This is my fourth article here on this topic; these are the links to the others:  
Number 1      Number 2       Number 3
My focus today is a few samples of Jesus-script in Matthew. 
It doesn’t take too much digging on Google to find out that 20-25% of American Christian marriages end in divorce, and many of those separated get remarried. Thus a teaching of Jesus is ignored, considered irrelevant:
Matthew 5:31-32:
“It was also said, ‘Whoever divorces his wife, let him give her a certificate of divorce.’  But I say to you that anyone who divorces his wife, except on the ground of sexual immorality, causes her to commit adultery, and whoever marries a divorced woman commits adultery.
This is restated in Matthew 19:9:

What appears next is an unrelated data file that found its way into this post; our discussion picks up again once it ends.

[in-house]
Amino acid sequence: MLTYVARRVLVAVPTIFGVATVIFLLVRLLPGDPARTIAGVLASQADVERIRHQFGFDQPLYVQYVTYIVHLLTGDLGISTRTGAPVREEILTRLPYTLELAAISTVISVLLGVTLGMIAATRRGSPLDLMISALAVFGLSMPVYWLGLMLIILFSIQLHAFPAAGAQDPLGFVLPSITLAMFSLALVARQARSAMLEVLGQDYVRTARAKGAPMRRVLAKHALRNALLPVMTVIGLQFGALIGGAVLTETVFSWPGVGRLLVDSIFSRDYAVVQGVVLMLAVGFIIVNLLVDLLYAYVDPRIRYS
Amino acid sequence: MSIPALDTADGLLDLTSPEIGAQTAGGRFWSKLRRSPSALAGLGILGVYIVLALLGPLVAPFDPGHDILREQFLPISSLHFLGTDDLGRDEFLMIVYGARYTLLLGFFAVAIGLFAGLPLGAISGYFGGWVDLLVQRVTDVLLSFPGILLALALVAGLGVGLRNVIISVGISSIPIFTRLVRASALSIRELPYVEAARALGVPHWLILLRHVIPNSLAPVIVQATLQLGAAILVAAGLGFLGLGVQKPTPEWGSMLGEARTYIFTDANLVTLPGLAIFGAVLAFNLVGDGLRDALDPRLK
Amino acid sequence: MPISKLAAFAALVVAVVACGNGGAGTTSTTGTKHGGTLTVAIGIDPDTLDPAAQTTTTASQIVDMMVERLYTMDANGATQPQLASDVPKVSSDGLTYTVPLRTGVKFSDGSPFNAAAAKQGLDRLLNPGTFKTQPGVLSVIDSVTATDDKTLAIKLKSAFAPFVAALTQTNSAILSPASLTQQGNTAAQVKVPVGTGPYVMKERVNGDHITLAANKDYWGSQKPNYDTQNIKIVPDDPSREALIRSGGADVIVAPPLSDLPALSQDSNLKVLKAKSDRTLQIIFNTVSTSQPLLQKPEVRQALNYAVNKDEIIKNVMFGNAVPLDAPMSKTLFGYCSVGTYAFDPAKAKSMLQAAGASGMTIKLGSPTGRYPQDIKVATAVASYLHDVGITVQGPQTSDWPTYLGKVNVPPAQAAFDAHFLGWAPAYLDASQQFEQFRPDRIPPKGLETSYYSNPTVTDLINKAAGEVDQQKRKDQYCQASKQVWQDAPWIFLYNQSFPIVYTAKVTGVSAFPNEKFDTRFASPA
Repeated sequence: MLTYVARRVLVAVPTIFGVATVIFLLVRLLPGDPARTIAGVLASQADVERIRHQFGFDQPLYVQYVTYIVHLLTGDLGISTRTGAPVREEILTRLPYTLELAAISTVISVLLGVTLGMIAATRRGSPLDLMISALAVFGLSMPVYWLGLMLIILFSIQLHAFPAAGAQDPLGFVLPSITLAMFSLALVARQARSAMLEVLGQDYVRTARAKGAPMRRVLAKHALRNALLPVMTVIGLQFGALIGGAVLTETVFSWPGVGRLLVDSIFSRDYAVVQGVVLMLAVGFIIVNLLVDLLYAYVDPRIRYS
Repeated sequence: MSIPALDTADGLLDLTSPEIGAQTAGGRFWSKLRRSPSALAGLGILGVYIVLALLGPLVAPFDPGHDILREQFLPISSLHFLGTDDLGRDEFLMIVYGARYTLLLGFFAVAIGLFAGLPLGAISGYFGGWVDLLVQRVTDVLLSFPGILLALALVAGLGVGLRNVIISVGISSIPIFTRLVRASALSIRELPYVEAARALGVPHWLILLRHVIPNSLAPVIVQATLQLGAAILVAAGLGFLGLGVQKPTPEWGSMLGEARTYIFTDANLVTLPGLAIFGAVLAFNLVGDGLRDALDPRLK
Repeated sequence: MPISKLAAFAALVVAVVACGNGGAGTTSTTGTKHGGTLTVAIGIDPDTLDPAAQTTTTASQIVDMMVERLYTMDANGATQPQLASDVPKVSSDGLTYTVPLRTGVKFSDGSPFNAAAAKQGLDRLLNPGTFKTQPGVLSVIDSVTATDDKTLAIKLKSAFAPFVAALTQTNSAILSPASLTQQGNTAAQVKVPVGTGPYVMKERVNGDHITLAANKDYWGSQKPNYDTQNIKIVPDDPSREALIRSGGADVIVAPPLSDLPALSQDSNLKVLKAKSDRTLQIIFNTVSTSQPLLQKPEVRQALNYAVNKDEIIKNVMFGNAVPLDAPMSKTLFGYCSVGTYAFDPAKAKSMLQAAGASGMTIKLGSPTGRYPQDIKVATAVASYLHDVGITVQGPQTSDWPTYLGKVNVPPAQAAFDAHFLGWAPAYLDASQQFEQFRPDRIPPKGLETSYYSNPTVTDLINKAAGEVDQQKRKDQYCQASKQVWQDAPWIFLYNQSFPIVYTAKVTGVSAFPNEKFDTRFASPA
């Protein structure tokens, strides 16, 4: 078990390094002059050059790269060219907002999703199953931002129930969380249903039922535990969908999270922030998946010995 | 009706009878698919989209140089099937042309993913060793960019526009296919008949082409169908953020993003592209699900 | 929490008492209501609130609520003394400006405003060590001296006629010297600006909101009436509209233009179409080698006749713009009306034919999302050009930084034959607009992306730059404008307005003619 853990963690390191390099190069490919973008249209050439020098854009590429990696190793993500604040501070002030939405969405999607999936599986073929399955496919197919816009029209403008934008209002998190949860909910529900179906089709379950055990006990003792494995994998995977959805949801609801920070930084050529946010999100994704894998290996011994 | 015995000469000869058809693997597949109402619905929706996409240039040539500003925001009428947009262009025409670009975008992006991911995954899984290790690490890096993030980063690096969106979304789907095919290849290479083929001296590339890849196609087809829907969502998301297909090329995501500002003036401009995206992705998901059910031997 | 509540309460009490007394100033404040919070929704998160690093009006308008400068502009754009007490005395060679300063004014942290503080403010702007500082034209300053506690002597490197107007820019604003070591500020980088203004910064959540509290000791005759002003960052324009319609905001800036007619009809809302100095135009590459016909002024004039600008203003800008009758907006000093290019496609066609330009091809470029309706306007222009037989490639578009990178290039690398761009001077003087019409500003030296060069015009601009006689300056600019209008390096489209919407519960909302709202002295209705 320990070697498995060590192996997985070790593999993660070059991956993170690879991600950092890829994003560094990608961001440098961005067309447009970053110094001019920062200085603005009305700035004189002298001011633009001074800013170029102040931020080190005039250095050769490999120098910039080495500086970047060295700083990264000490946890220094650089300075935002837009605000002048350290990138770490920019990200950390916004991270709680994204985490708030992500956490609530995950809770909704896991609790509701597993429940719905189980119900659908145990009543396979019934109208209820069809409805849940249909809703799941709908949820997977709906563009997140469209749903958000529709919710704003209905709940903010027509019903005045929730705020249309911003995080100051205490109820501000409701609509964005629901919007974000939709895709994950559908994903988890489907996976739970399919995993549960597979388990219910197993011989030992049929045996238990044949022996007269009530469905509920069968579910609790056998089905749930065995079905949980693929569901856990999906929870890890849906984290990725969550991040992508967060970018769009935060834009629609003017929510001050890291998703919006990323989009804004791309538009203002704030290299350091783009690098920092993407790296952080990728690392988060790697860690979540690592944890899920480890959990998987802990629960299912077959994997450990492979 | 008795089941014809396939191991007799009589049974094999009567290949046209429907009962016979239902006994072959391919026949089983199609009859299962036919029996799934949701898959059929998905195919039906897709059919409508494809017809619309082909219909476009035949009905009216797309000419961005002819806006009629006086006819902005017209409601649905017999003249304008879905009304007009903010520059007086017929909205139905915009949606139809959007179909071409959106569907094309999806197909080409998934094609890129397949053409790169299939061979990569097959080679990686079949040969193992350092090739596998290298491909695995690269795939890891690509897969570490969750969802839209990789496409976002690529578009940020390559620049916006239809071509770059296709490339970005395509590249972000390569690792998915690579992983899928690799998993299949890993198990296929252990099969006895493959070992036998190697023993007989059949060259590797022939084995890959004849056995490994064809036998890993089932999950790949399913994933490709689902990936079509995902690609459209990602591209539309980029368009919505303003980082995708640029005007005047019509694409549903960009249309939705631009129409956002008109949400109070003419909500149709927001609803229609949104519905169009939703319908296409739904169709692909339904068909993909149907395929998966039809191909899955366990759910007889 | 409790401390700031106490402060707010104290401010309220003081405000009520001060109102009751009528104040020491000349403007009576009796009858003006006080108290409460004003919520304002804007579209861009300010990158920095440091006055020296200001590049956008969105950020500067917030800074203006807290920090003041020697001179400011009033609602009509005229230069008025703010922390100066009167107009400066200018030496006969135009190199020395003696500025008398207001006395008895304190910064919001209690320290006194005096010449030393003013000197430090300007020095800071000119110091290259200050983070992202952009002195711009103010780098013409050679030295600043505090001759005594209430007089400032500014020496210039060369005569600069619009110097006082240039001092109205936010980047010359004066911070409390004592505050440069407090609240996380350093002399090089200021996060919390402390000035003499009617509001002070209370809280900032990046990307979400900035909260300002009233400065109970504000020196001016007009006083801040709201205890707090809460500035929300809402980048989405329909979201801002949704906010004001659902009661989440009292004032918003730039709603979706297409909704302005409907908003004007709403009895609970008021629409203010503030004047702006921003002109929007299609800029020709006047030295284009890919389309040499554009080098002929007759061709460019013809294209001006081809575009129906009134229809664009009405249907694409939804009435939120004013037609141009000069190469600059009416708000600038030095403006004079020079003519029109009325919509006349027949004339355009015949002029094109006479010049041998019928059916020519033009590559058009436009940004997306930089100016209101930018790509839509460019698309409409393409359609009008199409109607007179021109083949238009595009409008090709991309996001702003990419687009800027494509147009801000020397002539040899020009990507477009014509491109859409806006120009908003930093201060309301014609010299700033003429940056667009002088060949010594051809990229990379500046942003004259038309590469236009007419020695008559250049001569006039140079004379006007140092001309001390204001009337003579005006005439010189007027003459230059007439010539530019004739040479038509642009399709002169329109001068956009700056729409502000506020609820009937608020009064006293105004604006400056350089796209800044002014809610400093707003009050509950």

“And I say to you, whoever divorces his wife, except for sexual immorality, and marries another commits adultery, and he who marries a divorced woman commits adultery.”
It should be noted, by the way, that when Matthew copied this text from Mark, he added the words, except for sexual immorality. In other words, he tampered with the text to bring it in line with his theology. Maybe the Christian divorcees who violate this Jesus teaching pray for forgiveness, but the Catholic Church has invented convoluted ways to subvert this pronouncement on divorce. I know a devout Catholic man, married for many years, father of three children, who was able to purchase an annulment from the church. Jesus teaches, but the church makes a few bucks by evading the clear meaning of this text.   
Matthew 5:38-39: